As part of Gamasutra's preview of this year's Game Development Conference, Game Developer Magazine features editor Brandon Sheffield highlights a number of this year's sub-conferences catering to more specific sectors of the industry:
GDC is host to several sub-conferences with tracks and sessions dedicated to specific subsectors of the game industry. All are occurring on March 5 and 6 this year.
GDC Mobile kicks off with a keynote from Digital Chocolate CEO Trip Hawkins, in which the former Electronic Arts and 3DO president talks about innovation in the mobile space. But is mobile actually worth anything? “Mobile Games: A Strategic Review of the Sector” aims to assess that. Paul Heydon, managing director at Unity Capital, a corporate finance advisory firm, will discuss recent mergers and acquisitions, future trends, growth factors, and other features of the mobile landscape.
MMOs have been pegged as a future trend by a number of people in the mobile sector, and the always-unique Gamevil will share lessons learned from their development of a mobile MMO that has 50,000 monthly subscribers in the game’s native South Korea. There’s also the “Mobile Game Innovation Hunt,” in which independent mobile game developers can pitch their game idea to a panel comprising publishers, carriers, developers, and journalists. The pitches must be done in three minutes, which when combined with the prizes and prestige should make for an entertaining session. Could this be mobile’s answer to The Game Design Challenge?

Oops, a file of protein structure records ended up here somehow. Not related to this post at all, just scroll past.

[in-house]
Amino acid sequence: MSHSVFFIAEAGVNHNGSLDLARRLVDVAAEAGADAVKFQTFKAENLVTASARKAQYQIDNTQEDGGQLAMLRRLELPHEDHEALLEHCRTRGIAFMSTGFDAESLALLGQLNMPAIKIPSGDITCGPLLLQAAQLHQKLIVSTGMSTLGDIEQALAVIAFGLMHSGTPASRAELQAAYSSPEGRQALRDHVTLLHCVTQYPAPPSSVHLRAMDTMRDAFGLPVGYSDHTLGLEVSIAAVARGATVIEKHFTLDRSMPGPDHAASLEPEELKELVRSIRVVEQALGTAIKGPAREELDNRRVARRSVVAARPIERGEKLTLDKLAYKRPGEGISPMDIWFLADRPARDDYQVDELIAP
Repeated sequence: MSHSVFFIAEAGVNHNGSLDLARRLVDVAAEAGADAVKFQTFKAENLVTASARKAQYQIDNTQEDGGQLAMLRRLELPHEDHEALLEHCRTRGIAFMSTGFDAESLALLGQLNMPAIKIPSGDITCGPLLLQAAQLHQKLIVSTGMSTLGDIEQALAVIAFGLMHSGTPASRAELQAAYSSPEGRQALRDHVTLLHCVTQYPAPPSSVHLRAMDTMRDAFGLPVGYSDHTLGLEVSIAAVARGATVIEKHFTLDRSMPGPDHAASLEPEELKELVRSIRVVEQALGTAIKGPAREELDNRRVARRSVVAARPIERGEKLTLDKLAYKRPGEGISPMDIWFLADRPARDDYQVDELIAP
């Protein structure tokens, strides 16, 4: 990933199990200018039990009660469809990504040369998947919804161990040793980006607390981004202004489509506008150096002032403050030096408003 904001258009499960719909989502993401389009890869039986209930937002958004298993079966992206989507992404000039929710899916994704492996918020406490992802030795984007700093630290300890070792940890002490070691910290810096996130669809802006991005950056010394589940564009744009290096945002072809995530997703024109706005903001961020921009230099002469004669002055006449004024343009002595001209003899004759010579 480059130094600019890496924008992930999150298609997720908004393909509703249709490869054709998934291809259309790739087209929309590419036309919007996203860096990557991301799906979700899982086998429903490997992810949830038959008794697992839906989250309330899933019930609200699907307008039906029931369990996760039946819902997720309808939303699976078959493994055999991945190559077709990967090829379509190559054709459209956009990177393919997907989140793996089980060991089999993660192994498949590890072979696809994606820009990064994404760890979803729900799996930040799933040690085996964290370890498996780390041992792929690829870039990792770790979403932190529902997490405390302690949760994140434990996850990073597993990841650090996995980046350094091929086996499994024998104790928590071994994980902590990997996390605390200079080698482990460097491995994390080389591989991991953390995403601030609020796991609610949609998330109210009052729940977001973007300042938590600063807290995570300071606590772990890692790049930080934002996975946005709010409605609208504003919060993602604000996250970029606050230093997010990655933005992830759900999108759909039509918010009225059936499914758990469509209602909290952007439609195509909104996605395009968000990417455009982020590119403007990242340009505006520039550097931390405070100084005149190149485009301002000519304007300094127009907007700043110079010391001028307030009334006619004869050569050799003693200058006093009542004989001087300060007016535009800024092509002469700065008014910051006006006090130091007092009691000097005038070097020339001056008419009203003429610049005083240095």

The Serious Games Summit has a very interesting keynote this year, from Square Enix chief strategist Ichiro Otobe. The talk will focus on the company’s entry into the serious games arena, which actually marks the first time a massive traditional games company, let alone a Japanese one, has made a (pardon the pun) serious entry into the field.
The serious games space is full of innovative ideas right now, and “Location-based Learning with Mobile Games” is a prime example. In this talk, Nickelodeon’s Karen Schrier will describe how an alternate reality game called Reliving the Revolution allowed students to use GPS-enabled PDAs to investigate Lexington, Mass. in order to discover who fired the first shot at the Battle of Lexington. In keeping with the historical theme, MIT is providing a postmortem of their game Colonial Williamsburg: Revolution
, which used a commercial game engine from BioWare’s Neverwinter Nights
Of course the biggest mental stopping block in all of this is the question of whether these games actually do what they set out to do. To that end, there’s “Testing Assumptions: Creative Approaches to Gathering Evidence of Serious Game Impacts,” an appropriately long title for this panel of academics who will attempt to shed some light on the situation, hopefully with some real-world examples.
The Casual Games Summit has two full-day, single track programs, expanded from last year. Highlights include a roundtable from Sony Online Entertainment, Microsoft, and PlayFirst about viability of downloadable casual games on console, a discussion of the anatomy, demographics, and value of casual games from Steve Meretzky of Blue Fang, and a roundtable on casual game startups.
The IGDA’s Education SIG Curriculum Workshop is the last of the two day sub-conferences, and this one’s aimed more at academics—though developers can find useful information as well, especially those who are interested in providing internships or speaking at schools. Speakers at the workshop include Doug Church from EA, Tracy Fullerton, professor at University of Southern California, and Doug Whatley of BreakAway among others.
[This story originally appeared in the February 2007 GDC preview issue of Game Developer magazine.]